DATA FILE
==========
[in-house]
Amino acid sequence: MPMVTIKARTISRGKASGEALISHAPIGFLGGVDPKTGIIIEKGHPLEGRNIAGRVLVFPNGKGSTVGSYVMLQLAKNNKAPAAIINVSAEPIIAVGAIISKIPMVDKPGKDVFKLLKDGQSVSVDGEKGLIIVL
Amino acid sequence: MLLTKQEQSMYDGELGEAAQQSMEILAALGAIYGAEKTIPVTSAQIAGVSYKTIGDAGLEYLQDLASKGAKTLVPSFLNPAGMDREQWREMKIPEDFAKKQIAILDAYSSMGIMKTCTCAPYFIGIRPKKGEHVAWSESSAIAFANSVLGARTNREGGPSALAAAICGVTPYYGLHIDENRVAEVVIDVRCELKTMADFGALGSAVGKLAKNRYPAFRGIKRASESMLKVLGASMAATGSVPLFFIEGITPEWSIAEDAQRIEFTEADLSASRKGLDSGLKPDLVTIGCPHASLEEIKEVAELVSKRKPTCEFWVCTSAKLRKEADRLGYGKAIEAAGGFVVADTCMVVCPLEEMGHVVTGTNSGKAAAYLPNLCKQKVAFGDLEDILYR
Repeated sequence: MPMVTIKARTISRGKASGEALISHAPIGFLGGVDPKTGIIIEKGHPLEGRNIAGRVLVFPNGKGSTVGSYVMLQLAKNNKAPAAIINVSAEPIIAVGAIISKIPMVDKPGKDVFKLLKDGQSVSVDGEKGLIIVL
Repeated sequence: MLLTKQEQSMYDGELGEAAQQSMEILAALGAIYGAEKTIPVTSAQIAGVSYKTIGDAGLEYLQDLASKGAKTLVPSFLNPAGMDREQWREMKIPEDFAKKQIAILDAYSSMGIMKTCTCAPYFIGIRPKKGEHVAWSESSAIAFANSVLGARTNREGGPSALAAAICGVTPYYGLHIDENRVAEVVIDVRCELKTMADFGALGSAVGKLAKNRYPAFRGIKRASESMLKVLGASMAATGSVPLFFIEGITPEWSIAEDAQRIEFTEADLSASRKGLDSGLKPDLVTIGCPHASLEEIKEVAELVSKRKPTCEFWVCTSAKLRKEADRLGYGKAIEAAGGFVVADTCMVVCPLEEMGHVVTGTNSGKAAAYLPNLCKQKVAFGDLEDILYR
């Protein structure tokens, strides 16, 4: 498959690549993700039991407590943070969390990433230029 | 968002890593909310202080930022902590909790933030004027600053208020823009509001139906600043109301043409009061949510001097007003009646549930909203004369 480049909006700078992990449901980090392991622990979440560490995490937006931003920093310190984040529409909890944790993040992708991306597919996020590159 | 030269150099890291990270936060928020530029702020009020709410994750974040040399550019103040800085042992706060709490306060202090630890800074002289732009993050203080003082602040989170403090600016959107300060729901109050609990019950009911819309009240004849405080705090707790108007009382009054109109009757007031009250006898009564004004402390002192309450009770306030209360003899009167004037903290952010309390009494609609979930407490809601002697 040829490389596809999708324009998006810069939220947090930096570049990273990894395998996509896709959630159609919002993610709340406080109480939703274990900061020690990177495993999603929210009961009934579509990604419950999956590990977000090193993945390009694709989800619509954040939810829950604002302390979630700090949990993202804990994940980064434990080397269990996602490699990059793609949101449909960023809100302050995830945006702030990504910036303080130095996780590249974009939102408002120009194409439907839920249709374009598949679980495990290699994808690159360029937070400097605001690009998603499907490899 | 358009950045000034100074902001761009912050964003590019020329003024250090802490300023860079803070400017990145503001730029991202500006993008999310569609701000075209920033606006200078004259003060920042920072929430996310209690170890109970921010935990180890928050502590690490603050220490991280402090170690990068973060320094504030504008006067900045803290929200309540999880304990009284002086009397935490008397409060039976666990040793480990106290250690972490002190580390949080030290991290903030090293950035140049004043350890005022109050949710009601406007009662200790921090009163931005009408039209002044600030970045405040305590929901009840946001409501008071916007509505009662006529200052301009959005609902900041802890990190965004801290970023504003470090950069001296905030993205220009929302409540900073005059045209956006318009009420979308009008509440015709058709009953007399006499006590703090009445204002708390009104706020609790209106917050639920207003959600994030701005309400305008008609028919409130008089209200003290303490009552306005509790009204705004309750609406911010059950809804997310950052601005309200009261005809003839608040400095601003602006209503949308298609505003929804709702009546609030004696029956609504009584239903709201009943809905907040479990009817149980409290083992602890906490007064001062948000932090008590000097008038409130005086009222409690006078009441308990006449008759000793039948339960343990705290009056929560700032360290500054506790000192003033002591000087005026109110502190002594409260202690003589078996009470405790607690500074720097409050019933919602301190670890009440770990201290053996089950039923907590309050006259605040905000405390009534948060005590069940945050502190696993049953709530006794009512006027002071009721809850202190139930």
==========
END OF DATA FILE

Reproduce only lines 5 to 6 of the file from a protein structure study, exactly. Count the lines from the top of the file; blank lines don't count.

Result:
Repeated sequence: MLLTKQEQSMYDGELGEAAQQSMEILAALGAIYGAEKTIPVTSAQIAGVSYKTIGDAGLEYLQDLASKGAKTLVPSFLNPAGMDREQWREMKIPEDFAKKQIAILDAYSSMGIMKTCTCAPYFIGIRPKKGEHVAWSESSAIAFANSVLGARTNREGGPSALAAAICGVTPYYGLHIDENRVAEVVIDVRCELKTMADFGALGSAVGKLAKNRYPAFRGIKRASESMLKVLGASMAATGSVPLFFIEGITPEWSIAEDAQRIEFTEADLSASRKGLDSGLKPDLVTIGCPHASLEEIKEVAELVSKRKPTCEFWVCTSAKLRKEADRLGYGKAIEAAGGFVVADTCMVVCPLEEMGHVVTGTNSGKAAAYLPNLCKQKVAFGDLEDILYR
């Protein structure tokens, strides 16, 4: 498959690549993700039991407590943070969390990433230029 | 968002890593909310202080930022902590909790933030004027600053208020823009509001139906600043109301043409009061949510001097007003009646549930909203004369 480049909006700078992990449901980090392991622990979440560490995490937006931003920093310190984040529409909890944790993040992708991306597919996020590159 | 030269150099890291990270936060928020530029702020009020709410994750974040040399550019103040800085042992706060709490306060202090630890800074002289732009993050203080003082602040989170403090600016959107300060729901109050609990019950009911819309009240004849405080705090707790108007009382009054109109009757007031009250006898009564004004402390002192309450009770306030209360003899009167004037903290952010309390009494609609979930407490809601002697 040829490389596809999708324009998006810069939220947090930096570049990273990894395998996509896709959630159609919002993610709340406080109480939703274990900061020690990177495993999603929210009961009934579509990604419950999956590990977000090193993945390009694709989800619509954040939810829950604002302390979630700090949990993202804990994940980064434990080397269990996602490699990059793609949101449909960023809100302050995830945006702030990504910036303080130095996780590249974009939102408002120009194409439907839920249709374009598949679980495990290699994808690159360029937070400097605001690009998603499907490899 | 358009950045000034100074902001761009912050964003590019020329003024250090802490300023860079803070400017990145503001730029991202500006993008999310569609701000075209920033606006200078004259003060920042920072929430996310209690170890109970921010935990180890928050502590690490603050220490991280402090170690990068973060320094504030504008006067900045803290929200309540999880304990009284002086009397935490008397409060039976666990040793480990106290250690972490002190580390949080030290991290903030090293950035140049004043350890005022109050949710009601406007009662200790921090009163931005009408039209002044600030970045405040305590929901009840946001409501008071916007509505009662006529200052301009959005609902900041802890990190965004801290970023504003470090950069001296905030993205220009929302409540900073005059045209956006318009009420979308009008509440015709058709009953007399006499006590703090009445204002708390009104706020609790209106917050639920207003959600994030701005309400305008008609028919409130008089209200003290303490009552306005509790009204705004309750609406911010059950809804997310950052601005309200009261005809003839608040400095601003602006209503949308298609505003929804709702009546609030004696029956609504009584239903709201009943809905907040479990009817149980409290083992602890906490007064001062948000932090008590000097008038409130005086009222409690006078009441308990006449008759000793039948339960343990705290009056929560700032360290500054506790000192003033002591000087005026109110502190002594409260202690003589078996009470405790607690500074720097409050019933919602301190670890009440770990201290053996089950039923907590309050006259605040905000405390009534948060005590069940945050502190696993049953709530006794009512006027002071009721809850202190139930």